Highlights of the “Facebook in Admissions” Report
Higher Education Marketing

Highlights of the “Facebook in Admissions” Report

Date posted: September 24, 2012

Varsity Outreach, a marketing services company, specialized in developing Facebook communities in higher ed, recently released the 3rd edition of their “Facebook and Admissions” survey. It’s a very interesting report, summarizing the results of their recent survey of 160 post-secondary institutions, about common practice, outcomes and trends of Facebook use in higher education recruitment and student conversion “yield”.

It’s difficult to find any real data on the application of Facebook, or any other social media channels for that matter, to recruitment in colleges and universities, so when we came across this report we just had to forward it along. Check out the full report for all the details but here are a few of the findings that we found most interesting. (Comments on the bullet points below in italics are my observations, not the work of the authors of the report.)

1) Admissions offices are spending more time on Facebook with more than 40% of admissions offices spending 5 hours or more a week on Facebook, (that’s up from 30% last year).

2) There has been movement in terms of who is managing Facebook accounts, from lower level staff to higher level staff, as well as an increase in the number of dedicated social media community managers, up from 14% to 18%.

3) 85% of the survey respondents believe that Facebook can have a significant impact on students accepted to become enrolled students. (This belief would be very interesting to test further by setting up registration goals in analytics related to traffic pushed to specific landing or customized content pages and links, posted to Facebook to specifically engage these “admits”.)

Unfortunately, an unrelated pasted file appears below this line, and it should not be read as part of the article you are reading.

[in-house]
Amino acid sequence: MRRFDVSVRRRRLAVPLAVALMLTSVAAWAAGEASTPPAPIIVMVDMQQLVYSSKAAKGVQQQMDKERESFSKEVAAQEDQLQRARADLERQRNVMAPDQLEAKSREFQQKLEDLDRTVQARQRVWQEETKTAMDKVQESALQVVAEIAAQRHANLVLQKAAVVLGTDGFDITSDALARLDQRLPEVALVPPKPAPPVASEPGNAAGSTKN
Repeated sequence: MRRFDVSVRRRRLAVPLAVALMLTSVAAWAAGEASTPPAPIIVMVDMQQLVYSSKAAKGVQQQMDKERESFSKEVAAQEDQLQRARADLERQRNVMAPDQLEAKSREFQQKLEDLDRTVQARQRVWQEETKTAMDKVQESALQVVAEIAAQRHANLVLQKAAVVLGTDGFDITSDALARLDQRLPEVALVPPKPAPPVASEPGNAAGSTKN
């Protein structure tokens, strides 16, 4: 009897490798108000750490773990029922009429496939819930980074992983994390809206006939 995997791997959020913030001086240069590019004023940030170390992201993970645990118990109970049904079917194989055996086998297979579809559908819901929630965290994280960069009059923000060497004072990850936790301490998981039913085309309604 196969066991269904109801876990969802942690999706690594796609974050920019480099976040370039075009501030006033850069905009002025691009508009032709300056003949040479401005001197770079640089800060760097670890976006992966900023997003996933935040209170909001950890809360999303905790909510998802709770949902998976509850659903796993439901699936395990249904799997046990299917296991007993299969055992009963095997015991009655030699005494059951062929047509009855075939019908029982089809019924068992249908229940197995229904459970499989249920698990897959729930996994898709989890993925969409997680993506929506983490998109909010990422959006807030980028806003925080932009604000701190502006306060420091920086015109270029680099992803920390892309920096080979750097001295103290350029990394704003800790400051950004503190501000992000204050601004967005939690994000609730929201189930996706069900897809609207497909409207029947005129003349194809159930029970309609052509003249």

4) Facebook and YouTube remain at the top of preferred social media tools but interestingly this year Twitter replaced blogs in the number 3 spot. (If you are one of these schools shifting emphasis from your blog to Twitter, be sure to recognize the implications that this has with respect to search engine optimization of your site. Your blog(s) are one of your best tools with which to add new content to your site, populating it with keyword rich content that will positively affect your rankings and bringing you more organic search traffic. Be warned, your future search engine rankings could be at risk if you substitute more tweets for fewer high quality blog posts! Twitter activity, although it does seem to have some net benefit to SEO, will definitely not give you the same lift as high quality original content in your blog.  If you don’t really have a choice in this because of resource constraints, consider increasing other on-page SEO and link building activities to try to balance the loss of any lost rank resulting from decreased blog activity.)

5) The biggest Facebook challenge remains engagement/getting students to post.The second most important challenge was found to be measuring the impact of their Facebook presence. (Our experience has been that a well thought out Social Media Strategy can help you significantly improve engagement with your audience. It can strategically focus and channel your attention on the content most likely to engage your students and assist you tactically to develop and present the right stories to convey it.) Source: Facebook in Admissions Report, Varsity Outreach

It is clear from this report that universities and colleges are maturing in their use and management of Facebook and that it continues to grow as a important element in the higher ed recruitment toolbox. But even recognizing how far we have come, it also confirms that the industry is still struggling to measure and quantify the direct impact of the Facebook presence we’ve created.

How do you measure and report the impact of your investment to date in Facebook? We would also love to hear from any schools who have taken the leap in the last year and hired a Social Media Manager, to understand what the criteria was that motivated them to staff up in social media, as opposed to making investments in other areas, like SEO for example.